Corelyzer shown on two screens with a laptop - A. Rao, EVL
Developers: Andrew Johnson, Arun Rao, Jason Leigh, Sangyoon Lee, Yu-Chung Chen
Ice cores drilled from lake and ocean floors, continents, and ice sheets provide geoscientists with the most extensive and accurate picture of the earth’s climate history. For decades, these stratigraphic records have been locked in core repositories around the world. Now, aided by modern information technologies and advanced equipment like high-resolution color line-scanners and multi-sensor data loggers, core data can be digitized to create large amounts of high-precision digital images and numerical data.
Corelyzer allows geoscientists to collaborate over huge data visualizations in a desktop workstation using single or multiple monitors with great interactivity and scalability. The main user-interface was developed in Java with native methods for efficient rendering with the OpenGL implementation on Mac OS X. A multiple level-of-detail texture paging system is implemented inside Corelyzer that allows scientists to load and interact with thousands of meters of geological cores, for which approximately one kilometer produces 30 GB of raw imagery.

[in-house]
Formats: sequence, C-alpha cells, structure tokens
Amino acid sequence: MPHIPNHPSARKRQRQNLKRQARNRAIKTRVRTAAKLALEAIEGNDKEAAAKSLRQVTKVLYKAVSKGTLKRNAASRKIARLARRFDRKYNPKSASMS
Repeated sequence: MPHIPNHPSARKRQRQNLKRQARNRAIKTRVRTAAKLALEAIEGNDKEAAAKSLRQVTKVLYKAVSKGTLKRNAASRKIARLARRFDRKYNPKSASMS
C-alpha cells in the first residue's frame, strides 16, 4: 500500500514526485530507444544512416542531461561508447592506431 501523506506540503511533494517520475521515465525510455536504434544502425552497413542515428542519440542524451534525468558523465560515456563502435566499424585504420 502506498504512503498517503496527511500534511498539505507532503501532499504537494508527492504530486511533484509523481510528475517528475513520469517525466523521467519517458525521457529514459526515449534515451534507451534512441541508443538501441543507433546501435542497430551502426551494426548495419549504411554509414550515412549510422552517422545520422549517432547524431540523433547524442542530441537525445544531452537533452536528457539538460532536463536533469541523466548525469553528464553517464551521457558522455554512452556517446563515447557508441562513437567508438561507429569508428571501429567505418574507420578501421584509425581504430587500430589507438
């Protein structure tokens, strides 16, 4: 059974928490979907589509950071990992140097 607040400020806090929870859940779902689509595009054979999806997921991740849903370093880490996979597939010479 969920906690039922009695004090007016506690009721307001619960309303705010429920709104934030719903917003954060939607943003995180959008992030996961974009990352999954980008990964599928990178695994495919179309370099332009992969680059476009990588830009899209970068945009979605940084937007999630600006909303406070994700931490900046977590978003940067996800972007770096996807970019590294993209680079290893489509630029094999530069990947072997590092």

With the ability to display core sections in high resolution, Corelyzer is best viewed on tiled 30 inch Apple Cinema Displays. Corelyzer can scale to display on multiple large displays run by a single computer all the way down to the new MacBook. Future development will incorporate the use of a table of Apple displays driven by a cluster.
Extensibility is also a priority of Corelyzer, so that the visualization tool can be customized. Examples by individual organizations include: heterogeneous database access, image analysis and Persistent Multi-user Online Collaborative Scientific Visualization (PMOCSV).
In October 2006, Corelyzer will be deployed at the ANDRILL project’s McMurdo expedition station. ANDRILL is the newest geological drilling program to recover stratigraphic records from the Antarctic region.
Corelyzer is being developed by the University of Illinois at Chicago’s Electronic Visualization Laboratory with funding provided by the National Science Foundation.
Date: September 1, 2005 - Ongoing